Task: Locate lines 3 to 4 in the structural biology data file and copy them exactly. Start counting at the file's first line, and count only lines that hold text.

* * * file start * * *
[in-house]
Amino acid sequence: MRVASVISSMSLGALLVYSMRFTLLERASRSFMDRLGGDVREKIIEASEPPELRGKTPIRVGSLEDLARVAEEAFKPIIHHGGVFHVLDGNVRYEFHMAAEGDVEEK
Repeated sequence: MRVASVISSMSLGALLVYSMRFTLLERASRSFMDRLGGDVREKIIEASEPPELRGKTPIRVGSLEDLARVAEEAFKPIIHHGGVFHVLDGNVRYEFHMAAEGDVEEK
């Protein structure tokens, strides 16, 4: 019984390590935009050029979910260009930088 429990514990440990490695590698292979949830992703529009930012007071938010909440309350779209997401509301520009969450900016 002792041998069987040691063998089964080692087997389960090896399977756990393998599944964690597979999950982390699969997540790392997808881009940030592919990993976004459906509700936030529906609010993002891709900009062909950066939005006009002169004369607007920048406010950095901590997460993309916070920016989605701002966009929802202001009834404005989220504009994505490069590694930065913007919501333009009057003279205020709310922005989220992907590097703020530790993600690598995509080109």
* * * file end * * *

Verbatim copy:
Repeated sequence: MRVASVISSMSLGALLVYSMRFTLLERASRSFMDRLGGDVREKIIEASEPPELRGKTPIRVGSLEDLARVAEEAFKPIIHHGGVFHVLDGNVRYEFHMAAEGDVEEK
């Protein structure tokens, strides 16, 4: 019984390590935009050029979910260009930088 429990514990440990490695590698292979949830992703529009930012007071938010909440309350779209997401509301520009969450900016 002792041998069987040691063998089964080692087997389960090896399977756990393998599944964690597979999950982390699969997540790392997808881009940030592919990993976004459906509700936030529906609010993002891709900009062909950066939005006009002169004369607007920048406010950095901590997460993309916070920016989605701002966009929802202001009834404005989220504009994505490069590694930065913007919501333009009057003279205020709310922005989220992907590097703020530790993600690598995509080109």